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Tourism, investment and NAIA modernization

At the BusinessWorld Economic Forum 2020 last month, Tourism Secretary Bernadette Romulo-Puyat and other speakers discussed the difficulties of the tourism sector in the current virus scare and lockdown environment and how they cope and plan for the near future. And at the 9th Arangkada Philippines Forum 2020 held by the Joint Foreign Chambers (JFC) of the Philippines this month, Tourism Undersecretary Benito Bengzon, Jr. narrated similar experiences and explained how the sector’s players intend to recover.

Even before the global and national lockdowns and travel restrictions, the Philippines was not getting enough international visitors, attracting only 8+ million in 2019 compared with the 15 to 40 million visiting our major neighbors in the ASEAN. One reason is that while visitors from Vietnam can go by land to Cambodia and Thailand and vice-versa, the Philippines can be reached only by plane or cruise ships.

So if we consider only airplane arrivals or take-offs, the Ninoy Aquino International Airport (NAIA) had few take-offs per day compared to other ASEAN airports except Ho Chi Minh (HCM) in pre-lockdown 2018. And many of these were domestic flights because we are an archipelago (see Table 1).

Another reason why we did not have many international visitors is that NAIA and other provincial airports are small and congested, because flight delays at NAIA (both arrival and take off) were common then. So there is an urgent need to expand and modernize the current NAIA — and also create new international airports near Metro Manila.

I checked the Public Private Partnership (PPP) Center to see the status of various international airport development projects. Two projects have been awarded: the one in Bulacan by San Miguel, and the one in Clark by Luzon International Premier Airport Development (LIPAD). The Mactan Cebu IA (MCIA) passenger terminal 1 has been completed. A very important project, the NAIA expansion, is still under prolonged regulatory review (see Table 2).

We focus on NAIA expansion. The first group that was given Original Proponent Status (OPS) was a “super consortium” composed of seven big conglomerates — Aboitiz InfraCapital, Ayala Infrastructure, Alliance Global (Andrew Tan), Asia Emerging Dragon (Lucio Tan), Filinvest (Gotianun), JG Summit (Gokongwei), and Metro Pacific (Pangilinan). A really big and rich group.

But after two years, negotiations were not fruitful and the government terminated the OPS status of the “super consortium,” and last July, the Department of Transportation asked Megawide to submit an unsolicited proposal to modernize the NAIA complex which the latter accepted. Not long after, Megawide received OPS status from the Manila International Airport Authority (MIAA).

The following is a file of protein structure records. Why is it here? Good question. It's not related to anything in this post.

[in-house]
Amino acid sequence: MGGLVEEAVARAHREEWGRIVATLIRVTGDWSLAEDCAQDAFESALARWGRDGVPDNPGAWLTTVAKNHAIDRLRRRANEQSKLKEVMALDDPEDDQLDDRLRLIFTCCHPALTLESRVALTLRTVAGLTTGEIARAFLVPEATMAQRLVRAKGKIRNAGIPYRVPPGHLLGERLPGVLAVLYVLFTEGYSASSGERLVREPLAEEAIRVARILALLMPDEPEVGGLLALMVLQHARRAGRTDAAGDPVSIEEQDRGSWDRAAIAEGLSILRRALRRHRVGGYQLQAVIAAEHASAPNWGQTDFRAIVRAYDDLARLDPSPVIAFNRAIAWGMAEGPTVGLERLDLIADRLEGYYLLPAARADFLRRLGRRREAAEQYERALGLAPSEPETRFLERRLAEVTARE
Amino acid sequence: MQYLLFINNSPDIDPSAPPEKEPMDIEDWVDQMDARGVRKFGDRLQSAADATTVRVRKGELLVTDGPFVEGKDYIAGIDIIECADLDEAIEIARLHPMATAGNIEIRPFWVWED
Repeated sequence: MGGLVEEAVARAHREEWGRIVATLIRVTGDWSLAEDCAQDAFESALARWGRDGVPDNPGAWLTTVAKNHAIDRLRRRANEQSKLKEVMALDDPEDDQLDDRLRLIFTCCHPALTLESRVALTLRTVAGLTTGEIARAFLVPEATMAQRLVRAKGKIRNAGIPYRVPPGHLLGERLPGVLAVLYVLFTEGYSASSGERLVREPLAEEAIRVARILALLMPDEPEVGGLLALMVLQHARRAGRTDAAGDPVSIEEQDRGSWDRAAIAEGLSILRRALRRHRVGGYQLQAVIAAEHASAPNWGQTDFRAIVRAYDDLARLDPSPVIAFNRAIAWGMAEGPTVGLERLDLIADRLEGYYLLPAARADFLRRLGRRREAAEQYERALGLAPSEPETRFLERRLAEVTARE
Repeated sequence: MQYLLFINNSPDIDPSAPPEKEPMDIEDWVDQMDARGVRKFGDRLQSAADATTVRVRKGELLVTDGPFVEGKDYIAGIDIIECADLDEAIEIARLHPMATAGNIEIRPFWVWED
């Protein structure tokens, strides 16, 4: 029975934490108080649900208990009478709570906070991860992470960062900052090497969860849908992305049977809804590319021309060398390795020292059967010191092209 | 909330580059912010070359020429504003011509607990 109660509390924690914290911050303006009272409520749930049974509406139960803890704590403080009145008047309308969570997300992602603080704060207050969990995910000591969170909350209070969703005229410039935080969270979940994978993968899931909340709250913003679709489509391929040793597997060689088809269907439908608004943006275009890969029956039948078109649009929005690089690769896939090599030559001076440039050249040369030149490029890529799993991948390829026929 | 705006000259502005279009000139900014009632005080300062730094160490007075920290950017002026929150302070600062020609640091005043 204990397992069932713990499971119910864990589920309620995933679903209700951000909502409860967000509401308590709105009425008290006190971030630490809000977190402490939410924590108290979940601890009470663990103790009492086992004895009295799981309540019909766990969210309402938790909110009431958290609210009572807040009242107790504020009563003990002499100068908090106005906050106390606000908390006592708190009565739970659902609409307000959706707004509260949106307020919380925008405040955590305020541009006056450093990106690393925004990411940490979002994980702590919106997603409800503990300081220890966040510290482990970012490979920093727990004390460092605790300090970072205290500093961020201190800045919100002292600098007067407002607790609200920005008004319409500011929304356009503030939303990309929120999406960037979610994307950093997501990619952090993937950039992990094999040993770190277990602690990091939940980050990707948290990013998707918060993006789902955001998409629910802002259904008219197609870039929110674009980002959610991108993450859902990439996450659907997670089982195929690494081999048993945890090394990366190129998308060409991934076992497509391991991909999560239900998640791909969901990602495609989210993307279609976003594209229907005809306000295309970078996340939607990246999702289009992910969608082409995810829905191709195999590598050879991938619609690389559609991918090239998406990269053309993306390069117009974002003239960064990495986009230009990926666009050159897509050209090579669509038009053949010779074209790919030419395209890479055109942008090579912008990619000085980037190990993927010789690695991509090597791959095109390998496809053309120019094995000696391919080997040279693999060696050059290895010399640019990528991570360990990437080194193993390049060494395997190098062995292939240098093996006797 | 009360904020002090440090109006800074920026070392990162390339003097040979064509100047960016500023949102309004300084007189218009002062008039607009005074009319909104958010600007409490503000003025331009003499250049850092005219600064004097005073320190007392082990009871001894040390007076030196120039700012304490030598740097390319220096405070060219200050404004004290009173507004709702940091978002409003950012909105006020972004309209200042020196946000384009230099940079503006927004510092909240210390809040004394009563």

With the lockdowns and with few flights and few passengers using the airport until late 2020, this could have been a good time to start the project, but instead, Megawide has been awaiting approval by the Investment Coordination Committee (ICC) headed by the National Economic and Development Authority (NEDA). Which will be followed by a Swiss challenge.

For various reasons, there have been campaigns, explicit and implicit, to delay if not kill the approval of NAIA rehabilitation and expansion. For what? To leave congested NAIA as it is for many years to come? Or to use more taxpayer money, including those from provinces and islands that do not even use NAIA? These are lousy alternatives since there is already an explicit desire by private corporations to spend their own money and resources to develop, expand, and modernize NAIA.

Passengers want more choices. The airlines too, and the restaurants and other businesses inside the airports. So, if we can have an expanded NAIA to use while the huge Bulacan airport is being constructed, plus the Sangley International Airport which is to be expanded and modernized by the Cavite provincial government and its partner corporations, plus the Clark Airport which is further expanding — these are all good. Good for the passengers and tourists, good for domestic and foreign investment, good for trade and commerce expansion.

The continued delay in the NAIA project approval and the Swiss challenge is not good. Not good for many lockdown-displaced jobless people who want more work opportunities, not good for Philippine tourism and investment promotion, not good for the overall economy.

NEDA ICC should not entertain the delay or kill the NAIA modernization project (which will not use taxpayers money). The failure of the “super consortium” to do the project was already bad for the country’s investment image. Delaying or killing this second chance will further worsen the situation.


Bienvenido S. Oplas, Jr. is the president of Minimal Government Thinkers

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